Portrait of Zena - A Birthday party and benefit for Zena Rommett and her Floor-Barre Technique
Report and photos by Robert Abrams
May 19, 2002 was a special day, at least if you were lucky enough to attend the birthday party for Zena Rommett. The evening was a benefit for the Zena Rommett Dance Foundation, which promotes Zena's Floor-Barre Technique.
The floor-barre technique is designed to improve ballet dancers' turnout by using the floor to properly position the hip in its socket. This works partly by using the floor as support, in contrast to traditional exercises done standing at the barre. The technique is not just for dancers. Even pharmacists can use the technique to improve their strength. To find out more about the technique, go to www.floor-barre.org or call 212-633-0352. They have recently released several instructional videos you might want to consider purchasing.
The event took place at Steps on Broadway. The space was light and airy, with a view of one of New York's finer old-style apartment buildings out of the window.
The initial reception, and some of the performances, were accompanied by the swinging sounds of the Frank Owens Trio. The evening's MC was Mercedes Ellington.
Glen A. Sims and Linda Celeste Sims performed Latisse, a dance choreographed by Max Luna III. Glen and Linda dance with the Alvin Ailey American Dance Theater. Their performance was slow and smoldering, yet accented.
Venus Hall, also a professional dancer, gave a moving tribute to Zena. She talked about how Zena's teaching added quality to her existing passion as a dancer, and how, with Zena's help, she was able to recover from an injury much faster than she thought would be possible.
Donlin Foreman of Buglisi/Foreman Dance performed The Place in Question. This dance was choreographed by Donlin Forman with music by Johannes Brahms and costumes by A. Christina Gianinni. I thought Mr. Foreman presented a superb portrayal of a person with an anxiety disorder who is trying to get through the day with grace. As with most non-narrative dance, what one sees in the performance is as much a reflection of the viewer's experience as of the dancer's experience. To me, the bouts of shaking followed by smooth passages seemed to be an accurate representation of a person wracked by doubt who at the same time knows that he is capable of finding a way through it. Even if Mr. Foreman were to tell me the piece was about epilepsy, or the crisis of the British Railtrack system, or about nothing at all, I would stand by my interpretation.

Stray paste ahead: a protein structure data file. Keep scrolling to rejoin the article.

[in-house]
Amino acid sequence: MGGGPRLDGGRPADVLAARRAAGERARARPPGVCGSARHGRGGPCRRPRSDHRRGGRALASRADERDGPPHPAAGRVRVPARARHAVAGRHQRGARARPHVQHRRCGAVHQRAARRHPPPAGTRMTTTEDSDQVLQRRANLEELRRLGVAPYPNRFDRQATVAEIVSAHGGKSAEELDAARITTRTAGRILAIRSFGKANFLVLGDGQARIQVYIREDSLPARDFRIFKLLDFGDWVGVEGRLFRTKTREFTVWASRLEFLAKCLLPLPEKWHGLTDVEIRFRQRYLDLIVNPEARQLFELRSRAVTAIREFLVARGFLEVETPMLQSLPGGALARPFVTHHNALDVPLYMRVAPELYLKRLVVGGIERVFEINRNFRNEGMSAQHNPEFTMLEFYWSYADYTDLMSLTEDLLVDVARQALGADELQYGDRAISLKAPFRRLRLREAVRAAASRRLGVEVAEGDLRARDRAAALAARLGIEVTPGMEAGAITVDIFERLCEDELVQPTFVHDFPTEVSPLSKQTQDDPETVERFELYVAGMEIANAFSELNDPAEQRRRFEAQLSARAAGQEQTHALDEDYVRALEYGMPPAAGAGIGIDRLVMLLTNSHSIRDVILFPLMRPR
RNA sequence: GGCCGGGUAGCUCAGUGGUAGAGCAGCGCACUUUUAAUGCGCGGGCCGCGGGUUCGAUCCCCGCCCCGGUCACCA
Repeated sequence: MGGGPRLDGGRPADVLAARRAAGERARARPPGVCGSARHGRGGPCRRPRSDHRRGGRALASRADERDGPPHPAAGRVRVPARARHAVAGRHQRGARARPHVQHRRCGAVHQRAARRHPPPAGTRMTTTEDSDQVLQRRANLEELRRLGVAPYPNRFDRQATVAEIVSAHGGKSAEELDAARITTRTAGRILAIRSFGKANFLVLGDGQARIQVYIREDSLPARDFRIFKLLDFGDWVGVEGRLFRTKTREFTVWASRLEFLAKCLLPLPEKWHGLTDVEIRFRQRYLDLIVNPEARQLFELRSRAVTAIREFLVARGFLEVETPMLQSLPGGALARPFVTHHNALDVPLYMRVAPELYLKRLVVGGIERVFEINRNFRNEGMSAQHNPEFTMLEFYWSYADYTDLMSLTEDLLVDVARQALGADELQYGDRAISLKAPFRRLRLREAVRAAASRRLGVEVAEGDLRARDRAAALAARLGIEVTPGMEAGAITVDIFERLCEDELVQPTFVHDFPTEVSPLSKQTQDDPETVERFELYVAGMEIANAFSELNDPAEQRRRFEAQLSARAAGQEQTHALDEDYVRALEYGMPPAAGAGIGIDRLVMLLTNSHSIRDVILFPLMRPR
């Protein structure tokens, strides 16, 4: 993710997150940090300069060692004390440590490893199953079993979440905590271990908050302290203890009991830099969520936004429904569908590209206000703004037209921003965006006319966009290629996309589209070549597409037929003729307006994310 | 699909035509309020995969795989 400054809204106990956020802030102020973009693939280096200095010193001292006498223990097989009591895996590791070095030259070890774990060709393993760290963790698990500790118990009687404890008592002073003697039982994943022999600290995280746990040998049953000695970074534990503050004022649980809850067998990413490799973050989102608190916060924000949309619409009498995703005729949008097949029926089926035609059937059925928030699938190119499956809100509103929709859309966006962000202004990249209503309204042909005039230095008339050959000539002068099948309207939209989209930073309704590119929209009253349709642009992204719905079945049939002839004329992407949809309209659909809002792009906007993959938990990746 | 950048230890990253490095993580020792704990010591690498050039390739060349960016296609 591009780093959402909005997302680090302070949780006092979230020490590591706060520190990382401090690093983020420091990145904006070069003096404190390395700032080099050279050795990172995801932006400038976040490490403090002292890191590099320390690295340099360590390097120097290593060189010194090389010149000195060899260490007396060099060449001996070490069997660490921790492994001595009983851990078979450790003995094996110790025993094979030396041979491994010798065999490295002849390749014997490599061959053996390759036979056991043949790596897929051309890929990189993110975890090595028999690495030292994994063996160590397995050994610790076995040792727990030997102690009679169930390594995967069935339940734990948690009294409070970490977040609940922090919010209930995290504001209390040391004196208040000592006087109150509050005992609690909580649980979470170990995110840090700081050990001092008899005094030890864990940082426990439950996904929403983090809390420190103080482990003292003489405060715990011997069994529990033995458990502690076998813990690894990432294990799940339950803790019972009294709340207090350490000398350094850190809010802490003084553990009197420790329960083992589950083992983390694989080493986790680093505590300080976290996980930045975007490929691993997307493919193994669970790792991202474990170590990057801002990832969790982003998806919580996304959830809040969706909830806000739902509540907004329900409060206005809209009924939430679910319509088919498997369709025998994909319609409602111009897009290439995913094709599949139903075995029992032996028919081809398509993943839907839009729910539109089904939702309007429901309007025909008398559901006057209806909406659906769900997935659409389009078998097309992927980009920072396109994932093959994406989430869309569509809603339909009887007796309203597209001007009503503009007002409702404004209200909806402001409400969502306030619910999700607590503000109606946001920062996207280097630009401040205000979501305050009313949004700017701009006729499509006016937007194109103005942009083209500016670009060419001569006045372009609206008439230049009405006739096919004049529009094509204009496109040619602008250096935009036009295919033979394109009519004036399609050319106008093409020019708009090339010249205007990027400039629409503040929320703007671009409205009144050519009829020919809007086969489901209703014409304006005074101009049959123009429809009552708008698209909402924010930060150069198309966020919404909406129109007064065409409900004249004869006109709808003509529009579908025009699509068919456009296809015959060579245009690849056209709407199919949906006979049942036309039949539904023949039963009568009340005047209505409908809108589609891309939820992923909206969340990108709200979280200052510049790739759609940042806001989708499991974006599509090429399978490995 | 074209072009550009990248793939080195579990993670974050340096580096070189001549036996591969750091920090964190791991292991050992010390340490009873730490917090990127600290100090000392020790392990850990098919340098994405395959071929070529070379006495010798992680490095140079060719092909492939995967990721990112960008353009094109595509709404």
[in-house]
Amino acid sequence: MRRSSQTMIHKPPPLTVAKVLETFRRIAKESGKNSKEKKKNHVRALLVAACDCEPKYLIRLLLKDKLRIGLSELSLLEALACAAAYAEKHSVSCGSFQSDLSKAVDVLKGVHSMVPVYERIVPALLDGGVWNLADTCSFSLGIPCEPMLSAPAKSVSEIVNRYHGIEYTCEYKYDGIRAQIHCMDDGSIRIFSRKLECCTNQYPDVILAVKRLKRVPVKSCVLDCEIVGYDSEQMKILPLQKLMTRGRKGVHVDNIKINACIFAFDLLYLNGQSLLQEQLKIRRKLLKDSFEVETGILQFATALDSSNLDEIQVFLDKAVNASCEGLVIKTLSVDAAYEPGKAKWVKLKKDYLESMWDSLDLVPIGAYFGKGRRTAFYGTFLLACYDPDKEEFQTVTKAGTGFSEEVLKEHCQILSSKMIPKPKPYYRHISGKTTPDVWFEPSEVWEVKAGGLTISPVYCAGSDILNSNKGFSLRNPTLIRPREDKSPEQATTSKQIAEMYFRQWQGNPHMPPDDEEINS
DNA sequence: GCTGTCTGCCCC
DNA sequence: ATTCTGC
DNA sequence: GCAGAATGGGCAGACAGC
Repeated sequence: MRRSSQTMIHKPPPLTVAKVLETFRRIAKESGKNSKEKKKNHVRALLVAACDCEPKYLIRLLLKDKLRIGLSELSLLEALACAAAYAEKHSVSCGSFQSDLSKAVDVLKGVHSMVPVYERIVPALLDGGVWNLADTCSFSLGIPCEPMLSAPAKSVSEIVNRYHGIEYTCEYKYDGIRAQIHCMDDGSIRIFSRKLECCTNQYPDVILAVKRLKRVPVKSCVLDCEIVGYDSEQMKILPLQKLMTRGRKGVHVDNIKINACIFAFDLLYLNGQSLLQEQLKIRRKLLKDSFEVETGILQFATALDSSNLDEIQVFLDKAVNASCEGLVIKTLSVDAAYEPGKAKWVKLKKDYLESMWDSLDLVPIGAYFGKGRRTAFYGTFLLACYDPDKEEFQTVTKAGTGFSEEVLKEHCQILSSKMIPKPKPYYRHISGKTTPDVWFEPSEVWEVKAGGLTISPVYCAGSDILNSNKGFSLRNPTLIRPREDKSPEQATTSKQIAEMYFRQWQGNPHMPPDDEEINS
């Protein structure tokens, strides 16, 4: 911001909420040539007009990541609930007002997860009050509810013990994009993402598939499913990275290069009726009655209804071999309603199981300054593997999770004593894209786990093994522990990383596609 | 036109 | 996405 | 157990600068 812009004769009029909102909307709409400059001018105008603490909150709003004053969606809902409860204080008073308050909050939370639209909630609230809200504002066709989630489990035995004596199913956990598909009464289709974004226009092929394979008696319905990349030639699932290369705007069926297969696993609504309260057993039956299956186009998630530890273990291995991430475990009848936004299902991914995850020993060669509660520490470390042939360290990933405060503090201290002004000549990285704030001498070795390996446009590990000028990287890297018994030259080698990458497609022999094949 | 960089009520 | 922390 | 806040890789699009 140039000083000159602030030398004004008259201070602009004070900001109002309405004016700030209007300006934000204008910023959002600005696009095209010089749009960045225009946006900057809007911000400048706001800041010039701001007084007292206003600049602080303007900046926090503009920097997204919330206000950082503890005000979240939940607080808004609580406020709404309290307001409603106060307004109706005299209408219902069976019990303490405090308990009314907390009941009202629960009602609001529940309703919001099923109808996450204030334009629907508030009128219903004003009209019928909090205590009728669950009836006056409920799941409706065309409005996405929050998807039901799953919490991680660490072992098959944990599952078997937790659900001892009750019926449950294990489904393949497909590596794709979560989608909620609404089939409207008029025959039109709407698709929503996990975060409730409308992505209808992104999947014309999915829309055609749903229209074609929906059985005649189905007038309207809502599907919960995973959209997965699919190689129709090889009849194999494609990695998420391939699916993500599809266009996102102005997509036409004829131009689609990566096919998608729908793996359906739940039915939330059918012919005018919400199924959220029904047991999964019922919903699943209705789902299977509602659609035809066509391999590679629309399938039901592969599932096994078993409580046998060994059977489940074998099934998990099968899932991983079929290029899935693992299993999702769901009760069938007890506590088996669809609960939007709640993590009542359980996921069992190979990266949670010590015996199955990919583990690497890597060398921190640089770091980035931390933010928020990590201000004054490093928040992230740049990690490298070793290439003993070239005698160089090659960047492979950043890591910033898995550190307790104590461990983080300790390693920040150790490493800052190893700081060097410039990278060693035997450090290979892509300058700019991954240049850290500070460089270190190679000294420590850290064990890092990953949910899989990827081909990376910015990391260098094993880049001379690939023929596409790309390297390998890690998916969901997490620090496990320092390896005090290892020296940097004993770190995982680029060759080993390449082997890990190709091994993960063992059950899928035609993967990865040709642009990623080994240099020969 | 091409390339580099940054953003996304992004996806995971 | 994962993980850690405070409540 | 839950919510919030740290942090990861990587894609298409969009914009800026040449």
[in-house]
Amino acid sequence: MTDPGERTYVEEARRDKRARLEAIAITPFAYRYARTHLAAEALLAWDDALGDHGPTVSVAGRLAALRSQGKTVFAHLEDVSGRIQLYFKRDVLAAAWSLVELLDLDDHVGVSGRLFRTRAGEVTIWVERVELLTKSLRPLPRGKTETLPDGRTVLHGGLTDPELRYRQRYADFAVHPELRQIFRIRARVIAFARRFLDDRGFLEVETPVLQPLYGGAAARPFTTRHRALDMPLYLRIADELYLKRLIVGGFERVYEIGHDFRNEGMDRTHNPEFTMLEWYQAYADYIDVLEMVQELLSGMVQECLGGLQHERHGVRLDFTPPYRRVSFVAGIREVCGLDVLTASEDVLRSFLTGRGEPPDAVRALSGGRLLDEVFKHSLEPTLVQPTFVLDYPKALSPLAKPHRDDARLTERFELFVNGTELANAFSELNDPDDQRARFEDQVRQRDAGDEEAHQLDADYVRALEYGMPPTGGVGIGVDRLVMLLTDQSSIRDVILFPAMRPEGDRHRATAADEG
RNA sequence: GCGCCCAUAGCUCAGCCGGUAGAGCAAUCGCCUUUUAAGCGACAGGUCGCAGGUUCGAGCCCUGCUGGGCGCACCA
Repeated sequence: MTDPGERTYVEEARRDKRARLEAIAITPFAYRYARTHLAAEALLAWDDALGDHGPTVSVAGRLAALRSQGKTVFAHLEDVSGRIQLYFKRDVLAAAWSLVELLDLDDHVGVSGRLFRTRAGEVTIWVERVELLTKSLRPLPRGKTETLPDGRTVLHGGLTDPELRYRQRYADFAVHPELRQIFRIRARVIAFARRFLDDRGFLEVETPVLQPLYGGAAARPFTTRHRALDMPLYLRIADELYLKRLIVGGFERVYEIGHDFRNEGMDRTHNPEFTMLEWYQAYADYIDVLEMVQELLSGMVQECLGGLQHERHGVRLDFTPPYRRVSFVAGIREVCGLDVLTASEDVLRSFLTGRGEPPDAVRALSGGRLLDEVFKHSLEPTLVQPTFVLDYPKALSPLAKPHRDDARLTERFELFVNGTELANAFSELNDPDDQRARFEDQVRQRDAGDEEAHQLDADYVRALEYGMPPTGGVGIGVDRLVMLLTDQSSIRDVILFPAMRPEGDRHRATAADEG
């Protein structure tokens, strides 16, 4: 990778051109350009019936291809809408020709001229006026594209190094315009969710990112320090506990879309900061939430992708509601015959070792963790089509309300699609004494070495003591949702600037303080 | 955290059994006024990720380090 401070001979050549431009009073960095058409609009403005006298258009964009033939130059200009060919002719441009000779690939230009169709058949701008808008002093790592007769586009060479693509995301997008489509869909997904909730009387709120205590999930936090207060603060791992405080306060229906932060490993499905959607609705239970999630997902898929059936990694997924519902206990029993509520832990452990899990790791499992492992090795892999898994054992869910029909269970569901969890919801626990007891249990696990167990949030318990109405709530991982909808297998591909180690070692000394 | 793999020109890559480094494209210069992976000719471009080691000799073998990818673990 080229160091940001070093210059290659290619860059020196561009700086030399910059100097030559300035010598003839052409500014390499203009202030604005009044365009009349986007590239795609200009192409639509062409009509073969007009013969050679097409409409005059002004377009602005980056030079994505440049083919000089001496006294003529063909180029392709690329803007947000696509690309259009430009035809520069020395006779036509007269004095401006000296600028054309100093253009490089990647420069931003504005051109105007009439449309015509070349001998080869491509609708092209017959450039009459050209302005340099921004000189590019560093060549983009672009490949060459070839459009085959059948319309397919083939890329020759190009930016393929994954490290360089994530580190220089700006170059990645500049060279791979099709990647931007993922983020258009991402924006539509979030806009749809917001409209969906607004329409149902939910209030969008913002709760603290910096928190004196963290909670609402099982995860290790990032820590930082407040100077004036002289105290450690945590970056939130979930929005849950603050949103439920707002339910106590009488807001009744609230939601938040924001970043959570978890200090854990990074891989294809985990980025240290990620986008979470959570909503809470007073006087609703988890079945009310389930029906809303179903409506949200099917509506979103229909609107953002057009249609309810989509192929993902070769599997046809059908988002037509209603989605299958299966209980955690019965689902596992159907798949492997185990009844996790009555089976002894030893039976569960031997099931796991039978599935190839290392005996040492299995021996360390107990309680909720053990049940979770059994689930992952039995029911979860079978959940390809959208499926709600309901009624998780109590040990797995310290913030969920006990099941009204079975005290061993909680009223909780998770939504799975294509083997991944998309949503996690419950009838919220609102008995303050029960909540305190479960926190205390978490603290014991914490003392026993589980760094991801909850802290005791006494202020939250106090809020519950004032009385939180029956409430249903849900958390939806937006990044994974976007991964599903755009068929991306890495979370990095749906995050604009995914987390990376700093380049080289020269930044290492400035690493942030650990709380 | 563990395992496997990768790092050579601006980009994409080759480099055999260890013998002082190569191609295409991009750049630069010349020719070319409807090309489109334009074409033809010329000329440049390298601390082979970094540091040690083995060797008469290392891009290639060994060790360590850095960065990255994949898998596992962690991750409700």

Kent Drake sang two songs with smooth Sinatra-like vocals.
Gabrielle Takacs and Andrew Winett presented a Rumba. Here I thought I was coming to a ballet and modern dance-centric event only to find myself right at home not only with ballroom, but with ballroom people I know. Andrew and Gabrielle were as passionate as the last time I saw them (See our previous article on Dance Times Square.).
Dana Moore and Eugene Fleming performed "Dancing Dan, Me and My Shadow" from Bob Fosse's 1986 musical "Big Deal", with music by Dave Dreyer and Al Jolson and lyrics by Billy Rose. Dana and Eugene were mu suave broadway style.
Bill McKinley sang two songs, including some pretty good scat - or as Mercedes Ellington complimented, "Not bad for a white boy."
Vicktoriya Drubetskaya and Jose DeCamps performed the Mambo. They recently have become world champions in Mambo. Their performance was proof enough. It also demonstrated that when ballroom is done at a high enough level, and when the performance plays to ballroom's strength of partnership, ballroom dance can hold its own against other forms of dance as performance.
All in all, it was an inspiring show for a worthwhile cause. Here's wishing Zena another candle and another satisfied student.